Many consider the idea of automating their home with smart devices for all the right reasons:
Domotics or home automation, makes nearly every aspect of domestic activities easier to accomplish, especially those repetitive or routine in nature. Tasks as simple as turning off lights, adjusting thermostats, observing and/or communicating with family members situated in other parts of the house, and seeing who’s at the door, are few examples of actions that smart devices can address without need of human intervention.
The most important benefit of smartening a home is its ability to lower electric bills by automatically turning off lights and thermostats in rooms where human activity is not detected. That goes without saying that smart homes are good for the environment, as far as reduction of power consumption is concerned.
Providing peace of mind is another much touted benefit offered by smart home technologies. It can beef up a home security at a lesser cost, as opposed to installing costly home security systems. Homeowners can check the current status of things running at home or allow checking on younger members of the family within or out of the house.
Peace of mind however, is not as all encompassing. Since smart devices automating a home are Internet connected, the one great fail that can wipe away all those smart home benefits are cyber attacks perpetuated through all things linked to the Internet of Things (IoT).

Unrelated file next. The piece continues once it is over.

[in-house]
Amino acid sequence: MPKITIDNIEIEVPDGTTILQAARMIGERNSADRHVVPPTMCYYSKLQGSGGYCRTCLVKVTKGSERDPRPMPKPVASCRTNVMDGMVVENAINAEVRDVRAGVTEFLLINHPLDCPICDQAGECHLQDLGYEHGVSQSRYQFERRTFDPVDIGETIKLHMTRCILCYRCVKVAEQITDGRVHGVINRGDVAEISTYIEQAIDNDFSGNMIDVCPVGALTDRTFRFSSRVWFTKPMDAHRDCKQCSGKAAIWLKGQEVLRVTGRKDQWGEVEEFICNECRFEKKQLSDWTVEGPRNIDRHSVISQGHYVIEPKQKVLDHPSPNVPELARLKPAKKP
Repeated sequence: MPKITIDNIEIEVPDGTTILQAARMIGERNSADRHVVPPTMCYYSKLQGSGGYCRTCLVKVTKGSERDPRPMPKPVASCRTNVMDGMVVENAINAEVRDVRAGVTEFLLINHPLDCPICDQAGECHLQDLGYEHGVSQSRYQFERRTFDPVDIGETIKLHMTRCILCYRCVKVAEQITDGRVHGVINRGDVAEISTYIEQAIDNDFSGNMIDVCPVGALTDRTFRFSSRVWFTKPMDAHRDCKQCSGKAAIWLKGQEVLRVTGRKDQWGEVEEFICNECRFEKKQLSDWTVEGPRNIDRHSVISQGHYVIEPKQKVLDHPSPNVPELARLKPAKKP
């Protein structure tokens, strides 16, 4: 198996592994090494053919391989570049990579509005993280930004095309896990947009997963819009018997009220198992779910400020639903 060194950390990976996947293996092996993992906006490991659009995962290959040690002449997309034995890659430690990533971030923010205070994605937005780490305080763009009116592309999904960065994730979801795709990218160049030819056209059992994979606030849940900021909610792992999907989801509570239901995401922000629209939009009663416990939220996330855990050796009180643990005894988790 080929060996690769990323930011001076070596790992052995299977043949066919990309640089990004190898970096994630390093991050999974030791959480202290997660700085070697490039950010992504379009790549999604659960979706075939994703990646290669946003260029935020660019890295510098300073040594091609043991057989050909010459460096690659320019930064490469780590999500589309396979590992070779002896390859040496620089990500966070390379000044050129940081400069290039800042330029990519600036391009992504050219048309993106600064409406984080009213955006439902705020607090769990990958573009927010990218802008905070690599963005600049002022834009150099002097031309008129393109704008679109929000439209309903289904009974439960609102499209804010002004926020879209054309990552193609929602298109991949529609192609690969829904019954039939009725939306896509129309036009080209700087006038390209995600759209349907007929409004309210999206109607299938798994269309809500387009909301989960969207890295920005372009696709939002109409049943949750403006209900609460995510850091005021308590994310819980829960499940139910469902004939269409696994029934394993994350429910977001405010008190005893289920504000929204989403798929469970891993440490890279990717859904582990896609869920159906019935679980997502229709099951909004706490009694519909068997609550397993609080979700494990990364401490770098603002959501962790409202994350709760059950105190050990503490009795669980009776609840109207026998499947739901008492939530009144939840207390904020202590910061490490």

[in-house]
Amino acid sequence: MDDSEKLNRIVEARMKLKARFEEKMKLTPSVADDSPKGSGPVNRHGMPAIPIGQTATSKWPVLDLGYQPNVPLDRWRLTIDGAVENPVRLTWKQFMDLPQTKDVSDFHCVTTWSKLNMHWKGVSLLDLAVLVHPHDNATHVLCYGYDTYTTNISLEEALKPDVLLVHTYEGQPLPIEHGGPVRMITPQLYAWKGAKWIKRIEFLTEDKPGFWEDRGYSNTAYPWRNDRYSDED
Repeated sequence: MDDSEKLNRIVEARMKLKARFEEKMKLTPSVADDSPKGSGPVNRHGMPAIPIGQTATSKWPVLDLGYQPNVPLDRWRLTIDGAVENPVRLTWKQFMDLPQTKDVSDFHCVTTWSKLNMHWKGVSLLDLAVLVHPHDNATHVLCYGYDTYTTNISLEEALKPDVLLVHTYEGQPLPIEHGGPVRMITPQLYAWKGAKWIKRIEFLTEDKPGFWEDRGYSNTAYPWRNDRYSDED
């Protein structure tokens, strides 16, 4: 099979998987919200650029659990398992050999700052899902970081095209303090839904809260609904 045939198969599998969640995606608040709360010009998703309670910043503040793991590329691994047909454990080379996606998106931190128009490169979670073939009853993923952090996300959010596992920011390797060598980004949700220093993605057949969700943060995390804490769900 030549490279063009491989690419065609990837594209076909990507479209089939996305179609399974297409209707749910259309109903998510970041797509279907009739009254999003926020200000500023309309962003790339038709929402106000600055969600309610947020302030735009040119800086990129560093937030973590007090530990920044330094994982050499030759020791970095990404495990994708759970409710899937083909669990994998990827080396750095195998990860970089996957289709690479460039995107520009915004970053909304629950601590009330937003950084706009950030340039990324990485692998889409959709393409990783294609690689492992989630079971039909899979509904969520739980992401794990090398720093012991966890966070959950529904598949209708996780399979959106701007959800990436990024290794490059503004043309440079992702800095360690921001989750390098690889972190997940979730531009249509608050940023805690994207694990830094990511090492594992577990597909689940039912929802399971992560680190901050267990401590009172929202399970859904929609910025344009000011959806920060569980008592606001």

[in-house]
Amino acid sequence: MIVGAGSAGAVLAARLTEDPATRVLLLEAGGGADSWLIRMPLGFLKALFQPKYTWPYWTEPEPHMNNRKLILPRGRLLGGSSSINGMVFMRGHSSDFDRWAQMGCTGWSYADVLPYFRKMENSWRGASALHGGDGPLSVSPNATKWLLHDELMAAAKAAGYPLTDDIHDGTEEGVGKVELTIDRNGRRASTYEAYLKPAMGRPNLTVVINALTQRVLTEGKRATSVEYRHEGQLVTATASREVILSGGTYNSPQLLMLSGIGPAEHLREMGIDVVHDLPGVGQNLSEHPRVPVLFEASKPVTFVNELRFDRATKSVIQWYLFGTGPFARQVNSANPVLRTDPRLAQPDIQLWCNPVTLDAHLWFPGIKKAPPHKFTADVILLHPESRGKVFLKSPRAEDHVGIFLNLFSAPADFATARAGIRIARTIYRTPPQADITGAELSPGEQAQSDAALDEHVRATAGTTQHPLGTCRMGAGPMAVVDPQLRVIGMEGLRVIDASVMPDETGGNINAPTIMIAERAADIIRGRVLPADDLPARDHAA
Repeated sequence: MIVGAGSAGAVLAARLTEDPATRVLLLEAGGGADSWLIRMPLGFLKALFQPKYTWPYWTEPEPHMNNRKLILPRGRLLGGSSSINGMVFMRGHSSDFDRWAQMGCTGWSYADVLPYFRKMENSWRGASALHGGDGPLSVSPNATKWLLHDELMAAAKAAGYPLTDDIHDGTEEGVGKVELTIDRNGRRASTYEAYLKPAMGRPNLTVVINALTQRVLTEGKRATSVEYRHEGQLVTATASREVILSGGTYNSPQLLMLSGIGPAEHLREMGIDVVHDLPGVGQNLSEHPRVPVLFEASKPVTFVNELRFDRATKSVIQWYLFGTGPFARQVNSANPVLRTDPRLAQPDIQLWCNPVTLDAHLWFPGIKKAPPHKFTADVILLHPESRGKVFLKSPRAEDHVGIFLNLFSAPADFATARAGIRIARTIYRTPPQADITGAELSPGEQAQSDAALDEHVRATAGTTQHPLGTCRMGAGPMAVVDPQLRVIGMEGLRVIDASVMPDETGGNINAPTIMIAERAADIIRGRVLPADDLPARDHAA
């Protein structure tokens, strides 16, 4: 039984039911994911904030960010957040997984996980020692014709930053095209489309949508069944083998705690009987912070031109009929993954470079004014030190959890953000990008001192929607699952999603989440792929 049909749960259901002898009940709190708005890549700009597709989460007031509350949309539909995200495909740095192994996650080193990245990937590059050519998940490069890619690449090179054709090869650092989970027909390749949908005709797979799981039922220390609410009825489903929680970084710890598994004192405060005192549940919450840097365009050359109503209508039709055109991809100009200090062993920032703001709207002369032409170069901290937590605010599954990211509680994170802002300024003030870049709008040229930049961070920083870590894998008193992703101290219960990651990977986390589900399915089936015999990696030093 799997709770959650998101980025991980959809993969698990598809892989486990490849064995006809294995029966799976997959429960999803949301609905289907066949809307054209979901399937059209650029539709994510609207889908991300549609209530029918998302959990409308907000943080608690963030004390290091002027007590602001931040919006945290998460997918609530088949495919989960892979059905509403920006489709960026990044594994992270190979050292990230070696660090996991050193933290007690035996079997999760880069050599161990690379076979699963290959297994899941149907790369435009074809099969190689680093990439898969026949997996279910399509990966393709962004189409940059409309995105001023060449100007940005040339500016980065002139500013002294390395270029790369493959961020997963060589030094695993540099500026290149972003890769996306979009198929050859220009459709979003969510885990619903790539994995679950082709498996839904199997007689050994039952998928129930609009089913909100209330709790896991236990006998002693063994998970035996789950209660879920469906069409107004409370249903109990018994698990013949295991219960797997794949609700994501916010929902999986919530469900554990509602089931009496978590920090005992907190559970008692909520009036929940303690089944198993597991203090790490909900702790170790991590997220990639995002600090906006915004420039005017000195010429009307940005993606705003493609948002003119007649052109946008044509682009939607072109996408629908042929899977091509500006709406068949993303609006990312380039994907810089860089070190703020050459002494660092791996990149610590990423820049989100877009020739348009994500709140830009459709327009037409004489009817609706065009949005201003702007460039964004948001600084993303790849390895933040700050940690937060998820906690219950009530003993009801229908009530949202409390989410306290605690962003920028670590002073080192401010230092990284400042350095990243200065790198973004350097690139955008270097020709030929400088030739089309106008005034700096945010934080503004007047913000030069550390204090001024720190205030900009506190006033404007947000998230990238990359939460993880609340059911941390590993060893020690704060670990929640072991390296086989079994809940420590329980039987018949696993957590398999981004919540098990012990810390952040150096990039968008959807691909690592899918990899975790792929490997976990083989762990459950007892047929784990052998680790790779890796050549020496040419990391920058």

Data and Cyber Security Company Warns of Threats Faced by Smart Homes
Trend Micro, a company that provides safeguards against cyber attacks released reports of issues that could make smart home owners easy targets for criminal activities. An automated home can be compromised by a router that allows visits to malicious sites because of weak passwords and/or badly configured wireless network.
Stealing can be as simple as a acquiring a malware that makes it possible to divert extra costs of electricity to unsuspecting smart home homeowners. An infected smart home device can be used to launch a Denial of Service (DoS) attack to a specific target by overloading the latter with massive unnecessary requests mostly coming from legitimate sources.
Researchers at Trend Micro believe that such nefarious activities have links to the bitcoin mining industry. Once an attack prevents a homeowner user from accessing personal assets, a badly compromised smart device may start producing cryptocurrency benefiting the perpetuator.